Armed with Love

All of the talk lately about school shootings and arming teachers reminded me of one of my heroes.  Antoinette Tuff was the school bookkeeper in DeKalb County Georgia who in 2013 single-handedly prevented a school shooting by disarming the potential gunman.  Did she have a weapon? No.  But she was armed with calm, kindness, and compassion.  These crucial social and emotional skills helped her to save the lives of countless children and their teachers.  

As the full-time Peace Teacher at my school teaching more than five hundred kids every week I see a big part of my role as triage. I do my best to look out for the lonely, angry ones, the ones who always seem to be alone, the ones who aren’t connecting with the other kids. I don’t know anything about their reading or math skills. There are other wonderful teachers to take care of that. All I’m concerned with is their hearts and happiness. I’m lucky to work with an amazing SEL team who can take it from there and dig in and help. Why are schools spending more and more money on guards and staff whose sole purpose is to break up fights and discipline kids? Why doesn’t every school have a Peace teacher? Why isn’t this the most urgent need? Continue reading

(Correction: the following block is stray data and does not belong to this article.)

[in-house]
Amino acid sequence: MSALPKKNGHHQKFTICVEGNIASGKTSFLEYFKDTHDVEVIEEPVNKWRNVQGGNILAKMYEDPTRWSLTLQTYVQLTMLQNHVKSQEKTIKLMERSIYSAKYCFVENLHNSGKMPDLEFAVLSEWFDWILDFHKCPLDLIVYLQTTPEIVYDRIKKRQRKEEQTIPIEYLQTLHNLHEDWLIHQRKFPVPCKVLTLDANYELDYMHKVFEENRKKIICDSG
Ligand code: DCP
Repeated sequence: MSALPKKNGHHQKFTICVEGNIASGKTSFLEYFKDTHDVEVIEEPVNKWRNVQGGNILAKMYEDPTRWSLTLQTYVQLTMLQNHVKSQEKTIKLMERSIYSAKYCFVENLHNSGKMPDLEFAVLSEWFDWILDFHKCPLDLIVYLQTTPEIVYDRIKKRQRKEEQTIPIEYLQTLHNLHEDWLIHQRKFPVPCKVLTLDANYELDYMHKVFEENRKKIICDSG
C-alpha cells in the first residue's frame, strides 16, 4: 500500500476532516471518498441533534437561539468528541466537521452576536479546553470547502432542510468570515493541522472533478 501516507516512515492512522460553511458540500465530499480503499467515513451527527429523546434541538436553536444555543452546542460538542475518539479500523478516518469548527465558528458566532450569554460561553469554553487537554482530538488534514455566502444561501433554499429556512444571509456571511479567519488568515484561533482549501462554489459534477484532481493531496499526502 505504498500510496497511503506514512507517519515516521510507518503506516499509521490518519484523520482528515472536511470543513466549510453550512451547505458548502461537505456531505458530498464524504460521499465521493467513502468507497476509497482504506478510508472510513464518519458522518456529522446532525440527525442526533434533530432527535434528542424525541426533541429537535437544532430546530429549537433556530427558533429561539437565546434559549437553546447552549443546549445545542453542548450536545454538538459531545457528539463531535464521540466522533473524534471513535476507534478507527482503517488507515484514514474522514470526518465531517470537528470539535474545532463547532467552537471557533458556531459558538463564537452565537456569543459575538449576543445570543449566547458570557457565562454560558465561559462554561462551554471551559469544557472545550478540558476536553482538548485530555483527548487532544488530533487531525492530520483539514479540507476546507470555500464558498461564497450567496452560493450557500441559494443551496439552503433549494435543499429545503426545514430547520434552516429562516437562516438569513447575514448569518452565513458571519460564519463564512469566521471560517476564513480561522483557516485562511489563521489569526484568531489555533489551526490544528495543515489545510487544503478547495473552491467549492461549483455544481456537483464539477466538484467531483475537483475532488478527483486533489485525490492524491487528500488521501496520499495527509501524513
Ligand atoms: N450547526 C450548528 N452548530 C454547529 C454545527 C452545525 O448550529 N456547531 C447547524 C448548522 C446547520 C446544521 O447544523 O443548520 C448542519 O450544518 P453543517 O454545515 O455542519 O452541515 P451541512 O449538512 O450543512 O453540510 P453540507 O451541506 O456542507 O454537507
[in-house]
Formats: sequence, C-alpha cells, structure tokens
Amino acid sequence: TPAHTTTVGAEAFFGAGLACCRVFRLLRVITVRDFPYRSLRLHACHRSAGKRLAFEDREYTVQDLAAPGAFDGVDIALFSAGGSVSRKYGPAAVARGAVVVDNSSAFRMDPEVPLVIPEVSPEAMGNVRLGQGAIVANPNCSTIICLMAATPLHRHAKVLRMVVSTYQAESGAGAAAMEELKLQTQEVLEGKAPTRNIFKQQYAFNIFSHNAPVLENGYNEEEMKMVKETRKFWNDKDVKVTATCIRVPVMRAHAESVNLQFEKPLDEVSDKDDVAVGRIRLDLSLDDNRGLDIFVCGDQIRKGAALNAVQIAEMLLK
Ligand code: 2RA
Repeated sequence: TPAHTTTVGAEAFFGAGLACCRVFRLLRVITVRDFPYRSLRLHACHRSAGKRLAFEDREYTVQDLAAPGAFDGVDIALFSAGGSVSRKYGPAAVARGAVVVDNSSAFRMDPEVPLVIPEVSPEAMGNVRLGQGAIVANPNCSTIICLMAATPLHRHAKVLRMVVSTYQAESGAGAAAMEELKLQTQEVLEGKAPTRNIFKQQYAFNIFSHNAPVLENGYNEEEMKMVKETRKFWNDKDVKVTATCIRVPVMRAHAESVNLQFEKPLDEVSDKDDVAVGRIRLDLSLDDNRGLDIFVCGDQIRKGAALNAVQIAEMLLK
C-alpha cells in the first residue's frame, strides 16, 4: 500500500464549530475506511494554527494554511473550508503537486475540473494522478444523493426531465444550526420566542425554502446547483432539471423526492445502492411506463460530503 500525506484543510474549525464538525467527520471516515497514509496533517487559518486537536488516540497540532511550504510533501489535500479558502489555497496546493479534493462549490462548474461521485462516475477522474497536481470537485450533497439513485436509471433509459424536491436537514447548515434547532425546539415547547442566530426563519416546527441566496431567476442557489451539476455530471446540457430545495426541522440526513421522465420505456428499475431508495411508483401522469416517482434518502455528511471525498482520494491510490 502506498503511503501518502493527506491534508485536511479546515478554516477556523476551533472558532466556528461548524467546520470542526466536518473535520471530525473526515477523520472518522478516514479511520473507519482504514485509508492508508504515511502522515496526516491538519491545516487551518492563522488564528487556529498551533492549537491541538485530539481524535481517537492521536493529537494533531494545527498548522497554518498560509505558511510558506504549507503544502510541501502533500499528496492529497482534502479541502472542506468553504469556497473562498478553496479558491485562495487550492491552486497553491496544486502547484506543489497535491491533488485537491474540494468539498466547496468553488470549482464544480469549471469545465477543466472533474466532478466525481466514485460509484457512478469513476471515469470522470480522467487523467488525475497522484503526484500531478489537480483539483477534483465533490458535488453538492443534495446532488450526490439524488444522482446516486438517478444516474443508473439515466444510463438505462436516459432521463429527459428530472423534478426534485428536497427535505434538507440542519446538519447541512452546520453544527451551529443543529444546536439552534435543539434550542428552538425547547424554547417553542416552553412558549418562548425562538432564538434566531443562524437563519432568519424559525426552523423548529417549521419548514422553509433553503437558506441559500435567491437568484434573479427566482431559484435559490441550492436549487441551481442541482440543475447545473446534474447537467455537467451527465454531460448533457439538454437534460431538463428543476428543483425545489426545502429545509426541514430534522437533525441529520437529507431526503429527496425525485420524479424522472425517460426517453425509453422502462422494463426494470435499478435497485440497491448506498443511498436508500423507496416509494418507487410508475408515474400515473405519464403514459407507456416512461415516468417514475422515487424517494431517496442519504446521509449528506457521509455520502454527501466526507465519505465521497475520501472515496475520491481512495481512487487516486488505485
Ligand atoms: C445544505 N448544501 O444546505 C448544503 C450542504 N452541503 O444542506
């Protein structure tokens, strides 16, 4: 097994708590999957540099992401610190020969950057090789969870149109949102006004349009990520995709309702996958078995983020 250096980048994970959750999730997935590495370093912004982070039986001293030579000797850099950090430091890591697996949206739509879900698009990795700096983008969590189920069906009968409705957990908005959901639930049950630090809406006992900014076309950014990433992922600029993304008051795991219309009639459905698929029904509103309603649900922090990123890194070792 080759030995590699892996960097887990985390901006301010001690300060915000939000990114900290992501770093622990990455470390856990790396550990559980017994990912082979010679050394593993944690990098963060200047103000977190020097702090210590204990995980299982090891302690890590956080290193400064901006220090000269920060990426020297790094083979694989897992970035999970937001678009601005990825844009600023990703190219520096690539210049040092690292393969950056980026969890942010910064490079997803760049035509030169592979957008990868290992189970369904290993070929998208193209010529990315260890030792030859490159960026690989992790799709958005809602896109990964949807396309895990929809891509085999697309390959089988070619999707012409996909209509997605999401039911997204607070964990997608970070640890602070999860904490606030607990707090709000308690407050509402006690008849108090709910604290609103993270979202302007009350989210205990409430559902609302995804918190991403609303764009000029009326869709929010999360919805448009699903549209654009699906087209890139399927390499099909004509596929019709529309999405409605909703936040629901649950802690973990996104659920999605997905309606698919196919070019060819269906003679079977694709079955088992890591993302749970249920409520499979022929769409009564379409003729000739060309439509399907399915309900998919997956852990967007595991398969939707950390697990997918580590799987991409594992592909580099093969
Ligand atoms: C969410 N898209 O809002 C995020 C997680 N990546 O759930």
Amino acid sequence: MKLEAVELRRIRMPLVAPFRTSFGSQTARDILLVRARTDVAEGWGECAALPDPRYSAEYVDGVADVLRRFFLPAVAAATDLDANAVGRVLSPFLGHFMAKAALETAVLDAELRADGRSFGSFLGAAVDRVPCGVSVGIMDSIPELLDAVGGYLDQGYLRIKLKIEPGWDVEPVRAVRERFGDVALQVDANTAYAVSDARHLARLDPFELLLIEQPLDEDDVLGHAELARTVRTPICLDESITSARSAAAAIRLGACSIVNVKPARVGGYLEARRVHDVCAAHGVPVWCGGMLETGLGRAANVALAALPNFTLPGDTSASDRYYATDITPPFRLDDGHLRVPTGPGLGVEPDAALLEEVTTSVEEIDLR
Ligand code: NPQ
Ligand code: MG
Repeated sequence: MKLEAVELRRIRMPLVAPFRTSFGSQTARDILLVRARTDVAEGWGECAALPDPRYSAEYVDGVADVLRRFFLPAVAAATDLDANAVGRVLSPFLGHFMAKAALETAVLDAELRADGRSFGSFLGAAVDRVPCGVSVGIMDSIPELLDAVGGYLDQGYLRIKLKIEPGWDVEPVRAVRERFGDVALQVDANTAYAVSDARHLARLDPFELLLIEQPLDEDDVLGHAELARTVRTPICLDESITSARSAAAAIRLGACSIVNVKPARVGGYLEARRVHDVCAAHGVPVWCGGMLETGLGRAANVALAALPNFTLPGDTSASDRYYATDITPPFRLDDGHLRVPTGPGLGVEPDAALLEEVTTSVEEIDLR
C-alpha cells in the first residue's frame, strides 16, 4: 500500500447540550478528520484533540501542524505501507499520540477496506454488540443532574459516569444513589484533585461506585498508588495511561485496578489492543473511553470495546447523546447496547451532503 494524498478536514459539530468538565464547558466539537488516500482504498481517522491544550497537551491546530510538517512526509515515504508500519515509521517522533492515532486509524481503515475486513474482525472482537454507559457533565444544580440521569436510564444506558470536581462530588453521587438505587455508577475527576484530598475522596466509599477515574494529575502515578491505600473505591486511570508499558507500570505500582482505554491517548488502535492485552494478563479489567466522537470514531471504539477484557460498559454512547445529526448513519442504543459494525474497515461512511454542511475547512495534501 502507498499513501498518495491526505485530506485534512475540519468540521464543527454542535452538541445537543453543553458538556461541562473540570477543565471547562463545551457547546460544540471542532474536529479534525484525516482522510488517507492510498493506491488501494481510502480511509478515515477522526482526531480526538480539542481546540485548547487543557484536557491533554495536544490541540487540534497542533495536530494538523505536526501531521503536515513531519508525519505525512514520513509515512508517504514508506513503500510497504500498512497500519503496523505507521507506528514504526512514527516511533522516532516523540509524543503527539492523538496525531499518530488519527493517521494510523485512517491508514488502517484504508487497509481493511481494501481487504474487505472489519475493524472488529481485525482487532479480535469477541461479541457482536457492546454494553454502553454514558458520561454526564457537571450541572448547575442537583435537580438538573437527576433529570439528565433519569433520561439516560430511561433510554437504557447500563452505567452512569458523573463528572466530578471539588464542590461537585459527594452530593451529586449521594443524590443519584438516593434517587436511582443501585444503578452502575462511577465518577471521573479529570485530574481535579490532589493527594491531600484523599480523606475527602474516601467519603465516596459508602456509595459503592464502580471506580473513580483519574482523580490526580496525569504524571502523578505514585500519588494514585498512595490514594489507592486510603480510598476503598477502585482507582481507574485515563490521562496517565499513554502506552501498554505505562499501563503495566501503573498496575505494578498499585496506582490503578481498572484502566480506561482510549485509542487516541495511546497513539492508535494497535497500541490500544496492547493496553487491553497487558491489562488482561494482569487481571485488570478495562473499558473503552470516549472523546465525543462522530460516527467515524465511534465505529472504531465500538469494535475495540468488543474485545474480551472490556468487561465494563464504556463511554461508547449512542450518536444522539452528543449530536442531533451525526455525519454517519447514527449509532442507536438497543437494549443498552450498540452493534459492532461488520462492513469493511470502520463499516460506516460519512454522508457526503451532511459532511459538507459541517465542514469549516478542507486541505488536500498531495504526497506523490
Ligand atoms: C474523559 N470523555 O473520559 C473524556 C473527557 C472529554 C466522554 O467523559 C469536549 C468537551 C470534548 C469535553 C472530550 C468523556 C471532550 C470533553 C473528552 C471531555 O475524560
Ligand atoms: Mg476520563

Neuroscience and Mindfulness in Early Childhood

What can 4 and 5 year olds learn about neuroscience and their brains? As it turns out, plenty! This week we finished up our Peace of Mind Pre-K and K unit on the brain, and it never fails to amaze me how much these little brains are soaking up. When we first started out five weeks ago, the words “hippocampus” and “amygdala” were so foreign and strange on their tongues (pickle-campus and hippo-camper were two of my favorite bungles) and truthfully, felt strange to me as an educator to be teaching, too.

“Maybe this is too much for them,” I thought. “Maybe I need to slow it down a little more, or come up with cutesy phrases like “wise owl” instead of “Pre-frontal cortex.” But by the second class, I was impressed that several kids were already using their hippocampi to recall all these terms and facts after just one lesson! By the third and fourth weeks, more kids joined in with recalling the three parts of the brain we had been learning and what each part does. As the material became less novel and more familiar, our enjoyment of the content increased too.

At Peace of Mind,  we believe that this knowledge helps children better understand their emotions, behaviors, and reactions, which leads to increased self-control and self-management. Continue reading